Ella Barnwell eBook

This eBook from the Gutenberg Project consists of approximately 242 pages of information about Ella Barnwell.

Title:  Ella Barnwell A Historical Romance of Border Life

Author:  Emerson Bennett

Release Date:  March 21, 2005 [EBook #15424]

Language:  English

Character set encoding:  ASCII

*** Start of this project gutenberg EBOOK Ella Barnwell ***

Produced by Kentuckiana Digital Library, David Garcia,
Pilar Somoza and the PG Online Distributed Proofreading
Team.

ELLA BARNWELL: 

A Historical Romance of Border Life

BY EMERSON BENNETT,

Author of
Prairie flower,” “LENI Leoti,” “Forest rose,” “Mike Fink,” “Viola,”
Clara Moreland,” “Forged will,” “Traitor,” “Female spy,” “Rosalie Du
Pont,” “Fair Rebel,” Etc., Etc.

Cincinnati
Published by U.P.  James,
No. 177 Race Street.

Entered according to the Act of Congress, in the year 1853, by J.A. &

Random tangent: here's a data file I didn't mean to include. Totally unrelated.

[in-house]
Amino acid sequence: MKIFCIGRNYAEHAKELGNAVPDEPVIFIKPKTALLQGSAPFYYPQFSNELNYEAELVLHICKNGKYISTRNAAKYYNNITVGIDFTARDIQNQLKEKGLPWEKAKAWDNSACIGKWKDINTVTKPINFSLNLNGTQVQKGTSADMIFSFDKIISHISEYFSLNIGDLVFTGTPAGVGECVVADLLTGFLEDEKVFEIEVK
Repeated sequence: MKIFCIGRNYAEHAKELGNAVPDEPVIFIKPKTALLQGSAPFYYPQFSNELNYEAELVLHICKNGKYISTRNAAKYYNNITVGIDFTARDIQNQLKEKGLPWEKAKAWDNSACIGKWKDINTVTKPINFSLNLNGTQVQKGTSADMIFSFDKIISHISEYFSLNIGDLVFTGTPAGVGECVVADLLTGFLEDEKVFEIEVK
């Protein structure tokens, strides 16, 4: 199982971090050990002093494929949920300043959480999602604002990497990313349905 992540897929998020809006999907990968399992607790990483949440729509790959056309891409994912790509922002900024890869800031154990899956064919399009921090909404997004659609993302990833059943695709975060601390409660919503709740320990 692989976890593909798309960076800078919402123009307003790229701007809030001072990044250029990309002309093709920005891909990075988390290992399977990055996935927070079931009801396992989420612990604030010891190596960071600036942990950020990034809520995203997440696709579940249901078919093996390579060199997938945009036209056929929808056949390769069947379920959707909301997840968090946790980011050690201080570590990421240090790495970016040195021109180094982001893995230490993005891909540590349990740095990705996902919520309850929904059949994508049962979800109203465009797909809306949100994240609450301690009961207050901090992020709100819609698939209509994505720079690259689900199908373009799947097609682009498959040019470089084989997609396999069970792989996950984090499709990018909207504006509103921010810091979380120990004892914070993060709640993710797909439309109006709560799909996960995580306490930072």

U.P.  James, In the Clerk’s Office of the District Court of the United
States, for the District of Ohio.

PREFACE.

In putting to press a new and revised edition of the following story, the author would state, that his original design was to combine fact and fiction, in such a way, as, while making his story move forward to a proper denouement, to give the reader a correct picture of the dress, customs, and social and war-like habits of the early pioneers of the west; and also embody a series of historical events which took place on the frontiers during that revolutionary struggle by which we gained our glorious independence.  For this purpose, Kentucky, in her infancy, was selected as the scene of action; and most of the existing records of her early settlements were read with care, each compared with the others, and only the best authenticated accounts presented to the reader.  So much in fact did the author labor to make the present story historical, that there is scarcely a scene or character in its pages that had not its counterpart in reality.

He would only add, that, for important reasons, the original title has been changed to that which now heads its title-page.  “What’s in a name?” queried the great bard.  Had he lived in our day, and been a novelist instead of a poet, he would either not have asked the question, or answered it very differently than he did.

ELLA BARNWELL.

CHAPTER I.

The stranger.

Copyrights
Project Gutenberg
Ella Barnwell from Project Gutenberg. Public domain.
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